First, I tried to search for perhaps some other person has already designed a 3D model of it. And hey, there is! Here's a 3D model of Doofenshmirtz Evil Inc. for Google Sketchup:
Well, the above 3D model has too many little details here and there that overcomplicate a potentially rather simple papercraft model. So instead, I shall design my own 3D model with simplicity in mind. Well, the 3D geometry is pretty simple indeed. I spent much more time working on the textures on this project, mainly because I haven't really had much experience messing with textures.
Here are two versions of the main building block, both using the same texture file of just the 3 colored rectangles, to be tiled together. The one on the right just has the stripes straight down; that's incorrect, obviously. For the one on the left, I snapped the texture to the polygons first and then squeezed the polygons into the trapezoidal shape. In this case, the texture experiences some sudden "sharp turns" where one polygon connects to another; well, that, too, is unacceptable.
I do not think there is this feature in Metasequoia, but I recall seeing something like twisting a rectangular texture into a trapezoid shape in Google Sketchup. And then I remembered that the texture-manipulating functions in Sketchup are really stupid. While everything else in Sketchup is inference this and that, and you can input exact numbers in not obvious input boxes, the texture adjustments seem to be on a fixed discrete set of preset values. This is the closest I can get the texture to twist into the trapezoidal distortion that I want. Ugh!!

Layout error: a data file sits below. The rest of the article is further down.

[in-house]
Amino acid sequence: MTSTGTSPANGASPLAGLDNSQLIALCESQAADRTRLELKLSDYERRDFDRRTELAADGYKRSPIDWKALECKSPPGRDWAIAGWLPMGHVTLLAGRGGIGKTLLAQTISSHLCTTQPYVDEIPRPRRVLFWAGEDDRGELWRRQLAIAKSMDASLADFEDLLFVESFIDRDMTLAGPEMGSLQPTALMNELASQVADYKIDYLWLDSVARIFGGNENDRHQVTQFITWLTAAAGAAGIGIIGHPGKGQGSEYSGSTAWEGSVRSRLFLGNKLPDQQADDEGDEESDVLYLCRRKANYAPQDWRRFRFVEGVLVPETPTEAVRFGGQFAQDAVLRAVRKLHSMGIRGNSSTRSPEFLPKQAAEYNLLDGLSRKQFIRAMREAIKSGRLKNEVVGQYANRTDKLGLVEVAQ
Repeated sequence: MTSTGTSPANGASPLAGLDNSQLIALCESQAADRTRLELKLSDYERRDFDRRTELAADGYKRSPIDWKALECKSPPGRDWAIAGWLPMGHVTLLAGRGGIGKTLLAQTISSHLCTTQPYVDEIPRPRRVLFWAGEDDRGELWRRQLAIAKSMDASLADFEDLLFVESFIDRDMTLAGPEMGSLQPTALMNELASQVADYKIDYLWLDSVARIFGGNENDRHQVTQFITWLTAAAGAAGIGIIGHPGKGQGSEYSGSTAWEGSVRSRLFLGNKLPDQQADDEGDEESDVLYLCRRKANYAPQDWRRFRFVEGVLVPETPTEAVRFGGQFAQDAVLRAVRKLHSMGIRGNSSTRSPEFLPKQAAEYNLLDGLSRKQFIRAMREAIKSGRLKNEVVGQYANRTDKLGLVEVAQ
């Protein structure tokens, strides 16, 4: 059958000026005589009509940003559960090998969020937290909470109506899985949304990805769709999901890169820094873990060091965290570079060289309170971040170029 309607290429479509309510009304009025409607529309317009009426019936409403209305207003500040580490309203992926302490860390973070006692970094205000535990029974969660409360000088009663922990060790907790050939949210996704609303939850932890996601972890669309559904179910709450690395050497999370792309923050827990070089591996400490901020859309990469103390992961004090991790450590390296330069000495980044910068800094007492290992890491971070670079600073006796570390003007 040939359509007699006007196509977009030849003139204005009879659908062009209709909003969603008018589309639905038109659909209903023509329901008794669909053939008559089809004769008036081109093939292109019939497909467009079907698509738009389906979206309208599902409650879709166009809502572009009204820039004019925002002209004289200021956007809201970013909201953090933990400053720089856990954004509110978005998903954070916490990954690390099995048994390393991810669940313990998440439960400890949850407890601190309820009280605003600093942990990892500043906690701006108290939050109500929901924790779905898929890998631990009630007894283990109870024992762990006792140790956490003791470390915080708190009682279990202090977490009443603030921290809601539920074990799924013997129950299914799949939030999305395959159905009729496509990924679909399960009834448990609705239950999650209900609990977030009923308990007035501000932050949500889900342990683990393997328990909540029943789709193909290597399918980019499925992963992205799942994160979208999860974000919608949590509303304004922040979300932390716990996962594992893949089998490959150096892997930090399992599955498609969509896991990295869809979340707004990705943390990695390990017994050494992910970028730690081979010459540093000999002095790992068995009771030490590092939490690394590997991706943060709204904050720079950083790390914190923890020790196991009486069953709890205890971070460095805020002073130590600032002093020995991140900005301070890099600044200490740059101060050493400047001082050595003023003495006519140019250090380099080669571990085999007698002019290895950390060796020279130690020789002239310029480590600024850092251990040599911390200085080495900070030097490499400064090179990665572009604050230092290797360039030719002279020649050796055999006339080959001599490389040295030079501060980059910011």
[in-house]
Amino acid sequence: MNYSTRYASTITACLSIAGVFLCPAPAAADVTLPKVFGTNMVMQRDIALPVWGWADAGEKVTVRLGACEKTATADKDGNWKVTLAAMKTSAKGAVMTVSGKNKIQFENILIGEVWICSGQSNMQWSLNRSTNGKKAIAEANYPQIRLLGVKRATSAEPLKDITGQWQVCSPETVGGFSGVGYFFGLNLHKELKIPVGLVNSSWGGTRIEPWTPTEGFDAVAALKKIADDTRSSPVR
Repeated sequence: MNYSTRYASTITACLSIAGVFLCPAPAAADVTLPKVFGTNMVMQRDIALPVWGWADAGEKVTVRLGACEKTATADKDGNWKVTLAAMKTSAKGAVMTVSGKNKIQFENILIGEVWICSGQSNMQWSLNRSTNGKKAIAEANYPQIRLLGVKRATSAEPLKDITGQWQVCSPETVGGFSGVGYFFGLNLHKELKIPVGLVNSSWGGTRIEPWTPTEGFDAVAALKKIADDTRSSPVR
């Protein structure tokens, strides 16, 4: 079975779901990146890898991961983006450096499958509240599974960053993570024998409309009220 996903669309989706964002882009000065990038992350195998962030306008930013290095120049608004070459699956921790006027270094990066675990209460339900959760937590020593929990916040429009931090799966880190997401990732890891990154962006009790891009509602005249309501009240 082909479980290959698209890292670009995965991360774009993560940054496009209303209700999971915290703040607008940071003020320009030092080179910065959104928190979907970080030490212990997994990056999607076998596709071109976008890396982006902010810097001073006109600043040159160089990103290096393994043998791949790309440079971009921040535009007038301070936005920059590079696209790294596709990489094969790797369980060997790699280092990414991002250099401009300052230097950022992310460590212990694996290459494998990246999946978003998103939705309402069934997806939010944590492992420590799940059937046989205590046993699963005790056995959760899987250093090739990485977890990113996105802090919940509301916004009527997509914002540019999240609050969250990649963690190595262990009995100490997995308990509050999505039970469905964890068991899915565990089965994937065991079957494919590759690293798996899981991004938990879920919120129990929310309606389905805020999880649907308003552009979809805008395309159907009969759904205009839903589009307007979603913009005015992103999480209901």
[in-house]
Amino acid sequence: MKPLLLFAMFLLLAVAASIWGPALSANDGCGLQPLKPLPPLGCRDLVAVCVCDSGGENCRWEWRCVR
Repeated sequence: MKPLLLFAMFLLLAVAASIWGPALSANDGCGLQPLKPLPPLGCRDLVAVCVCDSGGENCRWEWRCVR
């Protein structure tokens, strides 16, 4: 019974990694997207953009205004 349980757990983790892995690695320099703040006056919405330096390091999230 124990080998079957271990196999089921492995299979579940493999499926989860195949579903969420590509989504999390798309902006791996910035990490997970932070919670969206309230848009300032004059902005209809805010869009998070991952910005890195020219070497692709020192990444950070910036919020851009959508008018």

Well, looks like I'll just have to really manually draw the texture and apply it directly to the polygons, instead of using the 3D functions to tile a repeating texture. Go go the old-fashioned way! Yeah!!
In the cartoon, sometimes the "Doofenshmirtz Evil Inc." sign is all in one line, and sometimes in two lines. Well, I don't have a font that looks close enough to pull off the two-liner, so I'll probably just do this.
Apparently, the front door at the bottom floor looks like this. Oh noes, a revolving door!
Well, it's not that hard to put in a fully functional revolving door with moveable parts, I suppose. However, that would kinda ruin the theme of simplicity which had been set forth previously. So instead, I'll just simple up some 2D doors. Yeah!!
Since this one is quite simple as it is, I shall let it be small for the extra cuteness factor. The model's height is just under 10 cm.
Well, here it is. It looks pretty poorly constructed, eh?
I was experimenting with a couple of suboptimal decisions with the construction here and there. First, I was thinking it would be best for this project if I use the the rather thin 20 lbs-ish regular printer paper. However, I wanted more 110 lbs Cardstock experience, and I figured the thickness would allow me to me more rough with pushing disjoint pieces together in a rather ad hoc manner. Well, the lesson here is that 110 lbs Cardstock's thickness offsets the exact lining up of disjoint pieces too much. See the white lines above? I would have pre-markered those places normally, but I decided see how I can do without so super-relying on markers. Well, the result is a rather poorly constructed papercraft model, but I have also gained some valuable insights on how to do better next time, some of which have been applied to the revised ver1.1.
By the way, I am quite satisfied with the small scale of this model, even though the texts are barely readable and whatnot. Here is a close-up to show how small the model turns out.
You may now download the Doofenshmirtz Evil Incorporated papercraft model in the Download section of this blog.